The Dust Bowl Essay

798 words - 4 pages

The Dust Bowl

The early 1900's were a time of turmoil for farmers in the United States, especially in the Great Plains region. After the end of World War I, overproduction by farmers resulted in low prices for crops. When farmers first came to the Midwest, they farmed as much wheat as they could because of the high prices and demand. Of the ninety-seven acres, almost thirty-two million acres were being cultivated. The farmers were careless in their planting of the crop, caring only about profit, and they started plowing grasslands that were not made for planting.

Because of their constant plowing year after year and the lack of rainfall, the soil was quickly losing its fertility. ...view middle of the document...

Because of the drought, the ground became very dry in the Great Plains. This area, known as the Dust Bowl, was a region of horrible dust storms during most of the 1930's. The storms accompanied the drought and intensified the problems of the farmers. With the drought, many fields were not in a situation to grow crops. Since the fields were so dry, the topsoil would easily blow away with the passing wind. In 1932 many fields were starting to be brutally damaged by the dust. The Oklahoma Panhandle was hit for twenty-two straight days of dust storms, which created drifts everywhere. This flying dirt killed off much of the crops. In a one-year span 139 days were considered to have had dust storms. Even though the dirt storms were less common in 1934, it was the year in which national attention was gained for the region because of the extreme heat. Also in 1934, approximately 350 million tons of soil was lost in just one storm. The following year was a time of large, powerful dust storms. During the month of May in 1935, a storm known as "Black Sunday" created winds up to sixty miles per hour and left many farms ruined.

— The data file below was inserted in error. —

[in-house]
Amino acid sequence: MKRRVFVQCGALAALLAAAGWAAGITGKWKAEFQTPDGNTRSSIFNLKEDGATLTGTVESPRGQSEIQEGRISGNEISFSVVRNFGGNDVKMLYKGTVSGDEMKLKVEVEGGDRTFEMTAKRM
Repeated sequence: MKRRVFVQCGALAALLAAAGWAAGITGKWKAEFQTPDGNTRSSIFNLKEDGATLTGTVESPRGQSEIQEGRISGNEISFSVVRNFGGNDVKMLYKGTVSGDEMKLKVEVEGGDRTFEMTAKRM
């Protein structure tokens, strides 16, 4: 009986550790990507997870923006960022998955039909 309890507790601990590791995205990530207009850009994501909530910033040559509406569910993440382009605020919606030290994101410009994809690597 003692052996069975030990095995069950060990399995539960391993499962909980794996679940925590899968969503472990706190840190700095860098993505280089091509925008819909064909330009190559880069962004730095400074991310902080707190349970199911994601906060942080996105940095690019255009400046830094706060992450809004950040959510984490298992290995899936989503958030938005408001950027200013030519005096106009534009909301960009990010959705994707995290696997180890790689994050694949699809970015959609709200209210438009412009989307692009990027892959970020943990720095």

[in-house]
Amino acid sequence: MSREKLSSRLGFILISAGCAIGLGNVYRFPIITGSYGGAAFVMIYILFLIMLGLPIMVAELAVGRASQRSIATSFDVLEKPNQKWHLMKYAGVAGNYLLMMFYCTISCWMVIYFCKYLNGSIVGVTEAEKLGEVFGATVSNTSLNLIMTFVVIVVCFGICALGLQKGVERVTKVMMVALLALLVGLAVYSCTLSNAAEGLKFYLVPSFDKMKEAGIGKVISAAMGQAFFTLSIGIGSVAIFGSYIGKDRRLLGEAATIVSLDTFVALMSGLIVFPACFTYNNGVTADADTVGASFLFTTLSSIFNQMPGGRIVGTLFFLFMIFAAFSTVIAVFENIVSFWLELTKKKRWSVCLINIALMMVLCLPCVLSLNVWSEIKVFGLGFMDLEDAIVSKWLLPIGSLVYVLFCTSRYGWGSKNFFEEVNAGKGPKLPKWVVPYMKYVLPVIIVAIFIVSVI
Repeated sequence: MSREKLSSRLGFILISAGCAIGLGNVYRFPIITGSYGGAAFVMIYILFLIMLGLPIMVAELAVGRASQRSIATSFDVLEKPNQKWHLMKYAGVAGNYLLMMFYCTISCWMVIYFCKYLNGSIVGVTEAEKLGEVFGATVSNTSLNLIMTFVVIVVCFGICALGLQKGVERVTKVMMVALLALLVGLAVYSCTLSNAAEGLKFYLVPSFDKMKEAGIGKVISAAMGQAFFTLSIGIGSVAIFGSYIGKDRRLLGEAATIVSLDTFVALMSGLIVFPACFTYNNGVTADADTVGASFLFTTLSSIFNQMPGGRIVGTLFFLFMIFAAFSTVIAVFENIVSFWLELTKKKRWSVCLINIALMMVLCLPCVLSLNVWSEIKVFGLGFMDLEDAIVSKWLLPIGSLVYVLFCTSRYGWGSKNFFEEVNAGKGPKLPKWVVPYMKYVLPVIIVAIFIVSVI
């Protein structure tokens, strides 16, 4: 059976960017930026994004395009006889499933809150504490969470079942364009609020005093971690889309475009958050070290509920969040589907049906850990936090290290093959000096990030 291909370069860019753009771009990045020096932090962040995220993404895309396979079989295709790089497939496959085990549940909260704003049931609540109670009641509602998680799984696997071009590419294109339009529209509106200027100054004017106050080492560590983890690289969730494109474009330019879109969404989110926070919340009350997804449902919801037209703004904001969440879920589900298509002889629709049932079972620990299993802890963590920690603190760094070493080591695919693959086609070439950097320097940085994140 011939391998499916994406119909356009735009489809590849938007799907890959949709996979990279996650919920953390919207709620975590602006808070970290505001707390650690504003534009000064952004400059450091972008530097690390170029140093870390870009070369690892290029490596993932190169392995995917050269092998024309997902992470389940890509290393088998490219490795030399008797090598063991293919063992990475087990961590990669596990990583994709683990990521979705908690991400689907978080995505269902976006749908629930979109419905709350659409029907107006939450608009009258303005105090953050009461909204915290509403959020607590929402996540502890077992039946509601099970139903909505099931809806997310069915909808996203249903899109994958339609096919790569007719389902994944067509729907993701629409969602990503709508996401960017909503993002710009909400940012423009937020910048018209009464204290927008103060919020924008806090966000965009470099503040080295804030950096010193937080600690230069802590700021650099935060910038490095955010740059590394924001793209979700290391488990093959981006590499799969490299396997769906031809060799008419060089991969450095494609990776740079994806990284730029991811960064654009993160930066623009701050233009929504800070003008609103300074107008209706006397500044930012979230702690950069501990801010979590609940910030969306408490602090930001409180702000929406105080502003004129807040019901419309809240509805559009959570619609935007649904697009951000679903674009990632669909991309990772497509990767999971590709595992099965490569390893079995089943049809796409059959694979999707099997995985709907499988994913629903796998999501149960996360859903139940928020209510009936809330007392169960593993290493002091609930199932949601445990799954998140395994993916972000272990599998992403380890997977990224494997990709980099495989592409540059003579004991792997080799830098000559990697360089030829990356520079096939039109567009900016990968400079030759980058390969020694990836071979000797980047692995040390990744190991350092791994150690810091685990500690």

The storms were normality by 1935, and extreme weather was a common characteristic....

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